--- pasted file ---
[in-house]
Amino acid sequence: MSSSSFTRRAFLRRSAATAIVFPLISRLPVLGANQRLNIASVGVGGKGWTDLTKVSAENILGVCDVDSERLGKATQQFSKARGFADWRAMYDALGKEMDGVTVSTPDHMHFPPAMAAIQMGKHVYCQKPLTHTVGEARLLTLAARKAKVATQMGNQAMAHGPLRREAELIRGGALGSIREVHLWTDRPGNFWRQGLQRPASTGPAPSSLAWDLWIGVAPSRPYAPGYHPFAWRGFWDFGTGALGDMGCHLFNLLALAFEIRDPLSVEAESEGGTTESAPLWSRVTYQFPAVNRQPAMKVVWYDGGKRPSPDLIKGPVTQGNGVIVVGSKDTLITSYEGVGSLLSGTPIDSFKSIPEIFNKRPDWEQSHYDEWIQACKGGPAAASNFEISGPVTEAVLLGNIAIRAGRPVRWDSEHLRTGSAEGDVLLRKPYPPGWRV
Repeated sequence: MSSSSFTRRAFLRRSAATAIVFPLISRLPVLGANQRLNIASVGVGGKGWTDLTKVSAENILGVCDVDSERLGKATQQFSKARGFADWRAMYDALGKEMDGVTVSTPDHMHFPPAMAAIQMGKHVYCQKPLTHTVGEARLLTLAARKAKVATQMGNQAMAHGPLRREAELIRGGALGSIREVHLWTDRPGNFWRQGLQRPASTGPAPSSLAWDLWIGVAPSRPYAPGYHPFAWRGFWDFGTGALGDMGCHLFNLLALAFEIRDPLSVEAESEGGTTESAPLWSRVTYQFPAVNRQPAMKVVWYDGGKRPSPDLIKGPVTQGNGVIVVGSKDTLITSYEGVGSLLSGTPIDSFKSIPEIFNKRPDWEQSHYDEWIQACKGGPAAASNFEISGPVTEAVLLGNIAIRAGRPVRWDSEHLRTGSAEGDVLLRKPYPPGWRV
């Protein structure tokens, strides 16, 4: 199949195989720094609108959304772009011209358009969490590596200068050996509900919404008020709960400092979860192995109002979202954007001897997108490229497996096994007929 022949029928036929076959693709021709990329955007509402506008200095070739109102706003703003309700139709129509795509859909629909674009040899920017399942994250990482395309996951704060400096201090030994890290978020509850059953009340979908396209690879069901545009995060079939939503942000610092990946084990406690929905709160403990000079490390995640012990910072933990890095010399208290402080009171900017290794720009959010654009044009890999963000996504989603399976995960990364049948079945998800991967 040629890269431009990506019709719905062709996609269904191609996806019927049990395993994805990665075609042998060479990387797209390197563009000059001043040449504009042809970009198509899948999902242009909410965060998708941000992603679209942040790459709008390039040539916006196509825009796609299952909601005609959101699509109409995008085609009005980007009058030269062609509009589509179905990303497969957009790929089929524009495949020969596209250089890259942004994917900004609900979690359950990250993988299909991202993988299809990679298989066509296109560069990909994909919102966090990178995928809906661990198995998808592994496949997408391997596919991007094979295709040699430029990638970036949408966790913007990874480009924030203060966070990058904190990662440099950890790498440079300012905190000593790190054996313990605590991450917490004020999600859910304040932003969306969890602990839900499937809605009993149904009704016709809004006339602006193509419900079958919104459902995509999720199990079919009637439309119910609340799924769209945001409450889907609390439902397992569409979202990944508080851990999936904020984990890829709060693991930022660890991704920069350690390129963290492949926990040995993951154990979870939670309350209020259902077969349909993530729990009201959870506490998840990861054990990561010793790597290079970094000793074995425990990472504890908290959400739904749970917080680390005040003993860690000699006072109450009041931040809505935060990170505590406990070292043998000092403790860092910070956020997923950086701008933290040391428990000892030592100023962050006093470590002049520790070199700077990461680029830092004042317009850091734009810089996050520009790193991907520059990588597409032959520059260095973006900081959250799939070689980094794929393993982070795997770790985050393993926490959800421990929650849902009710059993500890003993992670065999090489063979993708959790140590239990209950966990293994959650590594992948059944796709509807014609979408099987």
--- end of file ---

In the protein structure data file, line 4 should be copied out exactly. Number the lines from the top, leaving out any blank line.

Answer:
């Protein structure tokens, strides 16, 4: 199949195989720094609108959304772009011209358009969490590596200068050996509900919404008020709960400092979860192995109002979202954007001897997108490229497996096994007929 022949029928036929076959693709021709990329955007509402506008200095070739109102706003703003309700139709129509795509859909629909674009040899920017399942994250990482395309996951704060400096201090030994890290978020509850059953009340979908396209690879069901545009995060079939939503942000610092990946084990406690929905709160403990000079490390995640012990910072933990890095010399208290402080009171900017290794720009959010654009044009890999963000996504989603399976995960990364049948079945998800991967 040629890269431009990506019709719905062709996609269904191609996806019927049990395993994805990665075609042998060479990387797209390197563009000059001043040449504009042809970009198509899948999902242009909410965060998708941000992603679209942040790459709008390039040539916006196509825009796609299952909601005609959101699509109409995008085609009005980007009058030269062609509009589509179905990303497969957009790929089929524009495949020969596209250089890259942004994917900004609900979690359950990250993988299909991202993988299809990679298989066509296109560069990909994909919102966090990178995928809906661990198995998808592994496949997408391997596919991007094979295709040699430029990638970036949408966790913007990874480009924030203060966070990058904190990662440099950890790498440079300012905190000593790190054996313990605590991450917490004020999600859910304040932003969306969890602990839900499937809605009993149904009704016709809004006339602006193509419900079958919104459902995509999720199990079919009637439309119910609340799924769209945001409450889907609390439902397992569409979202990944508080851990999936904020984990890829709060693991930022660890991704920069350690390129963290492949926990040995993951154990979870939670309350209020259902077969349909993530729990009201959870506490998840990861054990990561010793790597290079970094000793074995425990990472504890908290959400739904749970917080680390005040003993860690000699006072109450009041931040809505935060990170505590406990070292043998000092403790860092910070956020997923950086701008933290040391428990000892030592100023962050006093470590002049520790070199700077990461680029830092004042317009850091734009810089996050520009790193991907520059990588597409032959520059260095973006900081959250799939070689980094794929393993982070795997770790985050393993926490959800421990929650849902009710059993500890003993992670065999090489063979993708959790140590239990209950966990293994959650590594992948059944796709509807014609979408099987």